Security forces in Iraqi Kurdistan have been “torturing children” to force them to confess to having links with the jihadist Islamic State group, Human Rights Watch said on Tuesday.
The rights group said it interviewed 23 boys aged between 14 and 17 who were charged with, or convicted of, belonging to I.S., and that 16 of them said they had been “tortured” during questioning.
Some boys said members of the Kurdish security forces, known as Asayesh, beat them with plastic pipes, electric cables or rods while others said they were subjected to electric shocks or a painful stress position dubbed the “scorpion,” the watchdog said.
“Several boys said the torture continued over consecutive days, and only ended when they confessed” to involvement with I.S., it said.
“Most said they had no access to a lawyer and they were not allowed to read the confessions Asayesh wrote and forced them to sign,” it added.
It said the punishment inflicted by security forces of the Kurdistan Regional Government in northern Iraq took place in 2017 and 2018 despite promises by authorities to investigate the torture claims.
“Nearly two years after the Kurdistan Regional Government promised to investigate the torture of child detainees, it is still occurring with alarming frequency,” said Jo Becker, children’s rights advocacy director at HRW.
The watchdog said its staff interviewed the boys during a November visit to a detention center in Arbil, where 63 children are being held.
A senior Kurdish official dismissed the allegations.
Dindar Zebari, international affairs adviser to the Kurdish government, told AFP that “HRW never visited” the detention center.
“No one can be arrested unless the judiciary authorizes it. And any person who has been arrested is treated in accordance with the law,” he said, adding that the Kurdish government rejects the use of torture.
According to HRW, most of the boys said their interrogators told them what they should confess and many said they gave false testimony only to stop the torture.
“My confession says that I joined ISIS for 16 days, but actually I didn’t join at all,” a 16-year-old told HRW using another acronym for the jihadist group.
A 14-year-old said: “First they said I should say I was with ISIS, so I agreed. Then they told me I had to say I worked for ISIS for three months. I told them I was not part of ISIS, but they said, ‘No, you have to say it.'”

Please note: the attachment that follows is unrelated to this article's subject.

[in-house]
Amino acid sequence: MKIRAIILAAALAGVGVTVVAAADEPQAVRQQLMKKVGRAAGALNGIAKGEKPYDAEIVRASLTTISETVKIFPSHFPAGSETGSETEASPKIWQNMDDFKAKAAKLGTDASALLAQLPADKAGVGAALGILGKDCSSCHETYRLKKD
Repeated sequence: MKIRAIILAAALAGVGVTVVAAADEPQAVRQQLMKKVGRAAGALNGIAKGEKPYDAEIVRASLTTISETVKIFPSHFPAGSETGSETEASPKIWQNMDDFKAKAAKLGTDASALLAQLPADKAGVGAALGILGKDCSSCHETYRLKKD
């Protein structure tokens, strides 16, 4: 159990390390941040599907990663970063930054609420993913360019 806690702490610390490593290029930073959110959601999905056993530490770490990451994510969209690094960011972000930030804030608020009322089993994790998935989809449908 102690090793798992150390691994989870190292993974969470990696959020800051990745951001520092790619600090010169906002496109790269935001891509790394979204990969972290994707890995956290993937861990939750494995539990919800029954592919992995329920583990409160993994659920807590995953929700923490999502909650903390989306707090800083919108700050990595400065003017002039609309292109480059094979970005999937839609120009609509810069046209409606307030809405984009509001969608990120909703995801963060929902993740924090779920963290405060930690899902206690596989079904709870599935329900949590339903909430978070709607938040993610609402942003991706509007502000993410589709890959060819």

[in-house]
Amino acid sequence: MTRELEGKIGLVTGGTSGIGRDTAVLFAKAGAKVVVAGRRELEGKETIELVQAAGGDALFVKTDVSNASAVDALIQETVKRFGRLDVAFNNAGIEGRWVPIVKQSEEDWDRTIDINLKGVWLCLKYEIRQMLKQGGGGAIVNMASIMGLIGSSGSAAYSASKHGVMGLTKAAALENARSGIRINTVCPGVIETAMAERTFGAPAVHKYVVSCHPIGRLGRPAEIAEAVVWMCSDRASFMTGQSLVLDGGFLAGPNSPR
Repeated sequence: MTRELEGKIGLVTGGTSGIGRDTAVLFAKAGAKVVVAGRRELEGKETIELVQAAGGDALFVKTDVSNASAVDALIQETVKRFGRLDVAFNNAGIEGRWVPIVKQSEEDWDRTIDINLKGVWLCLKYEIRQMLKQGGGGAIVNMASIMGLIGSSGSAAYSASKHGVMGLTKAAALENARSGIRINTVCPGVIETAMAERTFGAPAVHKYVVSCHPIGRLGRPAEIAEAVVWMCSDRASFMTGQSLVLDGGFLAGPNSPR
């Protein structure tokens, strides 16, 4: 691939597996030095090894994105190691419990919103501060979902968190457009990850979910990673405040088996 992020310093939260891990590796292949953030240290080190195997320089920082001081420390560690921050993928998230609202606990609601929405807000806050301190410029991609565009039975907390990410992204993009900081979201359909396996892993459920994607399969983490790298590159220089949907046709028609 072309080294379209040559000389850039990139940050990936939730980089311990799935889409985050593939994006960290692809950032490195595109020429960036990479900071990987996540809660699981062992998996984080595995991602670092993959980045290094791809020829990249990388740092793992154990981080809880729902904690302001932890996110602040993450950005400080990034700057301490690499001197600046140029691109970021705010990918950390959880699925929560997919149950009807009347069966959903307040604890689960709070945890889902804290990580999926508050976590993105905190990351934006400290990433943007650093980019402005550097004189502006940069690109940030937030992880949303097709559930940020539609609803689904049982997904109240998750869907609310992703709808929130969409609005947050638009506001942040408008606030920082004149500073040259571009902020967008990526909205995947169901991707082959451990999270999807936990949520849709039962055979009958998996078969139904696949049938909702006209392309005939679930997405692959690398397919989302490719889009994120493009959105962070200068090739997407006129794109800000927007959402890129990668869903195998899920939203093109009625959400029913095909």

The boy said that after two hours of interrogation and torture he agreed to their demands.
“The Kurdistan authorities should immediately end all torture of child detainees and investigate those responsible,” HRW said.
Why This Matters
Reconciliation has been a difficult issue in areas of Iraq liberated from I.S. control.
In August, Pari Ibrahim, Executive Director of the Free Yazidi foundation, told The Globe Post that without justice, Yazidis will take revenge on I.S. collaborators in Iraqi Kurdistan.
“If there’s no justice, Yezidis will get revenge… I’ll tell you right now: Yezidis will commit murders. Because, if they have to live with the people who raped their daughters, who killed their fathers, who got away with these crimes, yes, justice is absolutely essential.”
When I.S. took control of parts of the region in August, 2014, thousands of Yazidi girls and women were taken hostage as sex slaves, while thousands of men were brutally executed en masse, prompting the U.N. to designate the campaign as a genocide.
Yet, others have advocated forgiveness and rehabilitation for the children and teenagers who were taken in and trained by I.S.
In December, officials with SEED, a nonprofit organization that provides mental health and social services for people in Iraqi Kurdistan, told The Globe Post that counseling can have positive, transformational impacts of children who were brainwashed or traumatized by I.S.
More on the Subject
“There’s a huge gap unfortunately in Iraq in general across the country in expertise in mental health services and in social work,” Ailsa McVey, the Director of Programs at Seed, told The Globe Post. “The gap is even bigger unfortunately when it comes to children.”
Among those receiving counseling from SEED are boys who were radicalized and trained to be child soldiers while in ISIS captivity. While they are widely viewed as victims, both by international workers and within their communities, there are concerns they could ultimately become dangerous without proper attention and care.
“Some people say it’s like a ticking time bomb, you don’t know when it will blow,” Areef said. “In the long term, of course, if these children are not treated they could be a security threat to the country, to the region, to the globe.”
Bryan Bowman contributed reporting to this article.